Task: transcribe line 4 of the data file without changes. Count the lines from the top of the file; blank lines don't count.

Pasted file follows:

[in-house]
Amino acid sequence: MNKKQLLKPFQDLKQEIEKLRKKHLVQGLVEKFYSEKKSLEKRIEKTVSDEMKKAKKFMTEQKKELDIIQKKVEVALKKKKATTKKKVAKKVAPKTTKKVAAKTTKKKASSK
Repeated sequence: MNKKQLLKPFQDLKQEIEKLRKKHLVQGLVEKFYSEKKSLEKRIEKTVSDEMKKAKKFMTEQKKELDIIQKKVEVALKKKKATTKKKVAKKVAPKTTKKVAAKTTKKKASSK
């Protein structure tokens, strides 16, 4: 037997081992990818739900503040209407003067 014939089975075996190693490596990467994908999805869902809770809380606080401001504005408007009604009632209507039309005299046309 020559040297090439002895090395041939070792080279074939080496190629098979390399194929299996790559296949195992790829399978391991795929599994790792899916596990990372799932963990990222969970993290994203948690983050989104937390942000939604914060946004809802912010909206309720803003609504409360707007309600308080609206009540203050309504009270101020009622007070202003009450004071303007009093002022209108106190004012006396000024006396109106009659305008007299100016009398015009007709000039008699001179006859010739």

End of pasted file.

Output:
């Protein structure tokens, strides 16, 4: 037997081992990818739900503040209407003067 014939089975075996190693490596990467994908999805869902809770809380606080401001504005408007009604009632209507039309005299046309 020559040297090439002895090395041939070792080279074939080496190629098979390399194929299996790559296949195992790829399978391991795929599994790792899916596990990372799932963990990222969970993290994203948690983050989104937390942000939604914060946004809802912010909206309720803003609504409360707007309600308080609206009540203050309504009270101020009622007070202003009450004071303007009093002022209108106190004012006396000024006396109106009659305008007299100016009398015009007709000039008699001179006859010739």